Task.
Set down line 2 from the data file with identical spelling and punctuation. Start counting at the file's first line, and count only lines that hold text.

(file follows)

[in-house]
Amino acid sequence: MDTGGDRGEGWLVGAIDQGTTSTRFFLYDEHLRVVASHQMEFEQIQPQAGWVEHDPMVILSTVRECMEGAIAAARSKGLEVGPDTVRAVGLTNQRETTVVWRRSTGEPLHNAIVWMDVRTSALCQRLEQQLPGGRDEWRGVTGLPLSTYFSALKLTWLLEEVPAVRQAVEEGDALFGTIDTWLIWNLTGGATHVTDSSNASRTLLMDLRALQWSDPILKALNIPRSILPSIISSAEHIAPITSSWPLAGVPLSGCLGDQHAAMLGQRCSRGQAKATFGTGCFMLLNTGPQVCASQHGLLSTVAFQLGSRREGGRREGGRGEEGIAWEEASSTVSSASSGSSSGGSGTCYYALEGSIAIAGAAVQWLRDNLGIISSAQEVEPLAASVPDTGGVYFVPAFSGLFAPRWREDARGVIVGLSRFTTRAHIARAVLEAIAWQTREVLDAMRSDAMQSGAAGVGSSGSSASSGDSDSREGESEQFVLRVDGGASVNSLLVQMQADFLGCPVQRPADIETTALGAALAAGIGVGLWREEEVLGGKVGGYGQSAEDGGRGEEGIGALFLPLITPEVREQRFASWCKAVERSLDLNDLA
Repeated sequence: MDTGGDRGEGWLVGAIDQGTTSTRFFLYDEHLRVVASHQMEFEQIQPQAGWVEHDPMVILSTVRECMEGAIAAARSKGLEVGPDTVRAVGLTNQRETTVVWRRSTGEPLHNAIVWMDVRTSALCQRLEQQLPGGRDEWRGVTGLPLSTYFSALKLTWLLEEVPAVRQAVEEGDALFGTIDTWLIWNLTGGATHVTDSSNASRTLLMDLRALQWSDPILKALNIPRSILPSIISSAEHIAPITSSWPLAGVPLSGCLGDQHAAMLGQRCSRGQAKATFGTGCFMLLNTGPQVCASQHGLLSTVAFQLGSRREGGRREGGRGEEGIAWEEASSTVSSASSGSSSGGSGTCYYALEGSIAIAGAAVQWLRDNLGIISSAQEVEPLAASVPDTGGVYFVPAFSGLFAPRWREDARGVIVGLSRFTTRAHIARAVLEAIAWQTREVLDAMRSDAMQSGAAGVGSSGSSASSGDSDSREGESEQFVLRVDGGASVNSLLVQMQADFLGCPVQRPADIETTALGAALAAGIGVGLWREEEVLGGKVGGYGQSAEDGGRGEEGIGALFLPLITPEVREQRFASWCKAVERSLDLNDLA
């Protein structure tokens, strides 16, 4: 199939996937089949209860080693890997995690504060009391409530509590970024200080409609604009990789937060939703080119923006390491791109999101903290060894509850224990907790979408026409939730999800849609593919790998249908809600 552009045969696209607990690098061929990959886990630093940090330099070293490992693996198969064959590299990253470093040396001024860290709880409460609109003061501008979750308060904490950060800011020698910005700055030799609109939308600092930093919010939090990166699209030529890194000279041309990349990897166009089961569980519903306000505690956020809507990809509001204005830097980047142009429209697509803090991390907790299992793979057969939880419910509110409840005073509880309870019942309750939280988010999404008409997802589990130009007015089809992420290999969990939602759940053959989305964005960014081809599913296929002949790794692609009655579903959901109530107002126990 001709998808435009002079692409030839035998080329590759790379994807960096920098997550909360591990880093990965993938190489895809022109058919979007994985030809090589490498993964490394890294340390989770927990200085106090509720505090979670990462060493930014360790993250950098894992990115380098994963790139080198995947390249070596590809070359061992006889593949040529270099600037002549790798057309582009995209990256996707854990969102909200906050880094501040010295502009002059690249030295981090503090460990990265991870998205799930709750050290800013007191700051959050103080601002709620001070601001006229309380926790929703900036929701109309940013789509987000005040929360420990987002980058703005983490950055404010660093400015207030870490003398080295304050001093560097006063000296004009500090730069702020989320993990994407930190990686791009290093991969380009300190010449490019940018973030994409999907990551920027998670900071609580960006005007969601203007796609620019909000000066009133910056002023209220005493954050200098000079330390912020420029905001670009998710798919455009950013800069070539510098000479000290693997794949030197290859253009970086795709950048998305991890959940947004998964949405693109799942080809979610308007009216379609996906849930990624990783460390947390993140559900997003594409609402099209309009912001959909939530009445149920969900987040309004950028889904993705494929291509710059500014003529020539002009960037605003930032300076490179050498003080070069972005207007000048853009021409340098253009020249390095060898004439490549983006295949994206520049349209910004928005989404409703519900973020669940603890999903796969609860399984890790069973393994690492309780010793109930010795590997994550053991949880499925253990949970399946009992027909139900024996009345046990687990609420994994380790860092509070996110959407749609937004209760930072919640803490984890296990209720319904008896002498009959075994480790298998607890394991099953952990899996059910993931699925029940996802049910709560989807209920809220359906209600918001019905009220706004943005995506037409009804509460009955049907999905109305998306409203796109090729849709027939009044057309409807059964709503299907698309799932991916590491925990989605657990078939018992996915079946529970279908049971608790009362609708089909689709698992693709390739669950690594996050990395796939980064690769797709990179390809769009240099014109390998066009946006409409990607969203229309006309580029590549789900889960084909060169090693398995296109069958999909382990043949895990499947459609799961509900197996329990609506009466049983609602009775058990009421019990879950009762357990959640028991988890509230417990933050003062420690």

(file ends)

Amino acid sequence: MDTGGDRGEGWLVGAIDQGTTSTRFFLYDEHLRVVASHQMEFEQIQPQAGWVEHDPMVILSTVRECMEGAIAAARSKGLEVGPDTVRAVGLTNQRETTVVWRRSTGEPLHNAIVWMDVRTSALCQRLEQQLPGGRDEWRGVTGLPLSTYFSALKLTWLLEEVPAVRQAVEEGDALFGTIDTWLIWNLTGGATHVTDSSNASRTLLMDLRALQWSDPILKALNIPRSILPSIISSAEHIAPITSSWPLAGVPLSGCLGDQHAAMLGQRCSRGQAKATFGTGCFMLLNTGPQVCASQHGLLSTVAFQLGSRREGGRREGGRGEEGIAWEEASSTVSSASSGSSSGGSGTCYYALEGSIAIAGAAVQWLRDNLGIISSAQEVEPLAASVPDTGGVYFVPAFSGLFAPRWREDARGVIVGLSRFTTRAHIARAVLEAIAWQTREVLDAMRSDAMQSGAAGVGSSGSSASSGDSDSREGESEQFVLRVDGGASVNSLLVQMQADFLGCPVQRPADIETTALGAALAAGIGVGLWREEEVLGGKVGGYGQSAEDGGRGEEGIGALFLPLITPEVREQRFASWCKAVERSLDLNDLA